This INDIEpendence day, the Indelibles would like to celebrate indie authors (self-published and small-press) as a whole by holding up examples of outstanding indie works. The 25 Indelible authors all believe that amazing works of fiction can be found in indie novels. By highlighting and bringing greater awareness to quality indie books, people find great books to read, indie authors get support, and we continue to change hearts and minds about the gems that can be found among self-published and small-press novels.
I discovered my featured author, Dalya Moon, when I downloaded her book Charlie Woodchuck is a Minor Niner (now simply called Charlie) from Amazon this spring. As soon as I read the sample, I was impressed. Dalya is one of those indie authors who sets a great example with her well-written and carefully edited books. The voice is excellent, the characters quirky and charming. Charlie is every bit as good as the traditionally published novels I’ve read.
Charlie is about a high school freshman who causes a stir when she signs up for wood shop (something girls are not allowed to do) and is admitted to the class because of her boy’s name. Though Charlie bucks the trend at her school, she doesn’t come by the role of rebel easily. She struggles in her shop class and questions her decision. As she works her way through the year, developing the reputation of a student activist, she’s also preoccupied with unraveling a family secret about her birth.
One of the things I liked about the book is that it’s set in the ’80s. Dalya paints a great picture of the decade, highlighting both the music and the culture, and at several points I found myself feeling nostalgic or groaning over the references. If you want a fun, thoughtful read that steps outside the realm of the paranormal romance that dominates the YA shelves these days, give Charlie a try.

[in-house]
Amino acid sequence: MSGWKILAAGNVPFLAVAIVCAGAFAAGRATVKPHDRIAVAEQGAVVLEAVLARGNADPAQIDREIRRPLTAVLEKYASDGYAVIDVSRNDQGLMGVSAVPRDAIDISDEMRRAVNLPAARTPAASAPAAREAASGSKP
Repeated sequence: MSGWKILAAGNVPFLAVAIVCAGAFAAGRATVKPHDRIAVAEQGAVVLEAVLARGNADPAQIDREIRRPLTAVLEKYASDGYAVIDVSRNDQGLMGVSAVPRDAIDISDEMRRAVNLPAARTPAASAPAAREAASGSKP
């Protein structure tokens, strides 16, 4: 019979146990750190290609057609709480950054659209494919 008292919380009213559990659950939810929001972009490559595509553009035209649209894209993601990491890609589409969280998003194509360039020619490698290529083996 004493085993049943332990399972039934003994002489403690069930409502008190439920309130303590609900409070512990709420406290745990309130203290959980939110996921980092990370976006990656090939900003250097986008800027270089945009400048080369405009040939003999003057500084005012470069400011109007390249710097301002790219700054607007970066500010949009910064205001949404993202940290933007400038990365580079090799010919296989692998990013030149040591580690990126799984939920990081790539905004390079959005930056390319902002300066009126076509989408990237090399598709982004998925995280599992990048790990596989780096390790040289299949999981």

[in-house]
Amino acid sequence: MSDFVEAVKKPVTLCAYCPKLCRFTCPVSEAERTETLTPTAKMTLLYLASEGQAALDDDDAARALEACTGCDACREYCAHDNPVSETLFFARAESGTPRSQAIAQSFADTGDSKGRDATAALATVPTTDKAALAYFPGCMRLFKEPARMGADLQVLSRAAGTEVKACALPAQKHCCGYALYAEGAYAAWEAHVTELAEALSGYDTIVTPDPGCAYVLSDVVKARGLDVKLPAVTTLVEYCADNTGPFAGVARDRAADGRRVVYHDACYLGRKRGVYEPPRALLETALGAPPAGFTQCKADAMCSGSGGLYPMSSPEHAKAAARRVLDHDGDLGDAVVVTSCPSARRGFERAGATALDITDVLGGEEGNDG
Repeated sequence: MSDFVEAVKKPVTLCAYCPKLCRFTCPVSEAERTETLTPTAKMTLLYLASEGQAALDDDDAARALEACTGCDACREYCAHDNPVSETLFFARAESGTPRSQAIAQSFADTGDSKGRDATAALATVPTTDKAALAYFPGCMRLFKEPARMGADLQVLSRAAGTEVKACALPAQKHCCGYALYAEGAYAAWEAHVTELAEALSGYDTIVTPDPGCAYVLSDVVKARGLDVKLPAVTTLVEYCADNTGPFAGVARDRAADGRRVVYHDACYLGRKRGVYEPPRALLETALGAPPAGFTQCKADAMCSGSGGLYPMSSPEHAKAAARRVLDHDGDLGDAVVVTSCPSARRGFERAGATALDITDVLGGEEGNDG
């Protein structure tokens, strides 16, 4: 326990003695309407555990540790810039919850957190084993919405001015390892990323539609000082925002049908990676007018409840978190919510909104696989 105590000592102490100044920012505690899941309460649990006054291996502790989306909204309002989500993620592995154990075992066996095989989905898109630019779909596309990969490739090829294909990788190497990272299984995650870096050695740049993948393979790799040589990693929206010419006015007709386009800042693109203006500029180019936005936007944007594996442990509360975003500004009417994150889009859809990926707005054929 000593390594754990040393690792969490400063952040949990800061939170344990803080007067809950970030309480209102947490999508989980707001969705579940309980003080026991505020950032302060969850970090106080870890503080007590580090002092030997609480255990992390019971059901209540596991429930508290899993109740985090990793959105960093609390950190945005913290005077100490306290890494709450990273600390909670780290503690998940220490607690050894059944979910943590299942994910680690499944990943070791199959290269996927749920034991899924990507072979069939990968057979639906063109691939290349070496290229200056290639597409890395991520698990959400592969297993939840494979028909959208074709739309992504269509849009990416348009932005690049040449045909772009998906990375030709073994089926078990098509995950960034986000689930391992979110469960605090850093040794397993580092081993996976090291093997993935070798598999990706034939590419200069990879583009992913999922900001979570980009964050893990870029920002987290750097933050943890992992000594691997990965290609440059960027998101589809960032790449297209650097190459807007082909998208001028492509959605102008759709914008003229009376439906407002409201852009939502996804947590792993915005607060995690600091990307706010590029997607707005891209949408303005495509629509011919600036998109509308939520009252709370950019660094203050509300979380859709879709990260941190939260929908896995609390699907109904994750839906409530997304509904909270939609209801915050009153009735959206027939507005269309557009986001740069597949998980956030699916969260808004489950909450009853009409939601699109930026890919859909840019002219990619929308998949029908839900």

Dalya was pursuing a traditional path with her second book, Practice Cake, when she decided to self-publish her “trial run” book Charlie on a whim. She had plenty of entrepreneurial skills from her consulting business, including experience with graphic design, HTML code, marketing, and creating spreadsheets. Once she learned the ropes with Charlie, she began to wonder whether she’d be better off handling the publication of Practice Cake herself. She pulled it from consideration with a literary agent, put it up on Amazon, and since then has published four other books. One thing I admire about Dalya (other than her obvious writing skill) is that she’s so professional about every aspect of her publishing. Indie authors like herself will be the people who one day cut through the stigma and stereotypes of self-publishing.
Here are some facts about Dalya from her website:
Dalya Moon, author and writer, lives on the west coast with her husband and two cats.
She’s a proud auntie to three energetic nephews and one darling niece.
When she’s not writing, Dalya dabbles in art: painting (acrylics and watercolor), pottery (wheel and hand-building), paper cut-outs, and gluing things to other things.
Some random facts about Dalya:
- Looks really good in hats.
- Was obsessed with drawing the Easter Bunny as a child.
- First job was washing dishes at a truck stop.
Dalya answers the three questions everyone asks writers:
How do you write?
I used to write longhand, but I’ve switched to the computer, for speed. To deal with distractions, I use the Pomodoro Technique, which means I’ll set a timer for 25 or 50 minutes at a time and turn off instant messaging.
When do you write?
I write all day long. I’m a night owl, so my day doesn’t start early. On a first draft, I have a target number of words I want to write every day. I’m very stubborn, so setting a specific goal works great for me.
Most days I’m excited, other days it’s hard work. When I come upon a scene where something upsetting happens, I feel sick in my stomach for the character.
Where do your ideas come from?
I buy them from a mail-order place.
All my stories start with just one small piece, be it a title, an emotion, a setting, or a what-if type of question.
My idea for Charlie came from wishing I’d done something memorable during my first year in high school, which is pretty abstract. Woodworking popped into my head, so I ran with it.
To check out all the other INDIEpendence Day authors, visit the Indelibles blog and see the linky at the bottom of the INDIEpendence Day post. (Sorry, but WordPress is not cooperating with me about posting the code here directly.)